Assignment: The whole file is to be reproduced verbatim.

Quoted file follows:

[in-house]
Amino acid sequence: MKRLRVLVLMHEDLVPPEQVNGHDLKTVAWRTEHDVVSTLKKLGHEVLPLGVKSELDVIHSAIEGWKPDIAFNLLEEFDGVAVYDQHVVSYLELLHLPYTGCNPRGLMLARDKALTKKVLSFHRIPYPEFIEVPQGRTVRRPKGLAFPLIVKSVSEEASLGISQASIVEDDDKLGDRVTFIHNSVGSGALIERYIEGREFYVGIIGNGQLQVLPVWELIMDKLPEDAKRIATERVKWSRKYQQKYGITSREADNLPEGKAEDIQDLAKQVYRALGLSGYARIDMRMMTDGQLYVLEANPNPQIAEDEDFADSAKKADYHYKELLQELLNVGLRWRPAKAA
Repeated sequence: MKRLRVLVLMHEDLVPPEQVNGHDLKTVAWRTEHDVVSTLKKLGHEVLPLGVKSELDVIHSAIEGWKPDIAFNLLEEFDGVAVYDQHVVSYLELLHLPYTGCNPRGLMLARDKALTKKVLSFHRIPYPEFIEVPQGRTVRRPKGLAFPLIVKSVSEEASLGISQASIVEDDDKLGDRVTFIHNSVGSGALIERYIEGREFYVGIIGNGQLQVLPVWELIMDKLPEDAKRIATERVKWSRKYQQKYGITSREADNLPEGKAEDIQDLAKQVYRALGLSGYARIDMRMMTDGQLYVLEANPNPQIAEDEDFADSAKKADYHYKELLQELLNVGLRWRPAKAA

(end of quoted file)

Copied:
[in-house]
Amino acid sequence: MKRLRVLVLMHEDLVPPEQVNGHDLKTVAWRTEHDVVSTLKKLGHEVLPLGVKSELDVIHSAIEGWKPDIAFNLLEEFDGVAVYDQHVVSYLELLHLPYTGCNPRGLMLARDKALTKKVLSFHRIPYPEFIEVPQGRTVRRPKGLAFPLIVKSVSEEASLGISQASIVEDDDKLGDRVTFIHNSVGSGALIERYIEGREFYVGIIGNGQLQVLPVWELIMDKLPEDAKRIATERVKWSRKYQQKYGITSREADNLPEGKAEDIQDLAKQVYRALGLSGYARIDMRMMTDGQLYVLEANPNPQIAEDEDFADSAKKADYHYKELLQELLNVGLRWRPAKAA
Repeated sequence: MKRLRVLVLMHEDLVPPEQVNGHDLKTVAWRTEHDVVSTLKKLGHEVLPLGVKSELDVIHSAIEGWKPDIAFNLLEEFDGVAVYDQHVVSYLELLHLPYTGCNPRGLMLARDKALTKKVLSFHRIPYPEFIEVPQGRTVRRPKGLAFPLIVKSVSEEASLGISQASIVEDDDKLGDRVTFIHNSVGSGALIERYIEGREFYVGIIGNGQLQVLPVWELIMDKLPEDAKRIATERVKWSRKYQQKYGITSREADNLPEGKAEDIQDLAKQVYRALGLSGYARIDMRMMTDGQLYVLEANPNPQIAEDEDFADSAKKADYHYKELLQELLNVGLRWRPAKAA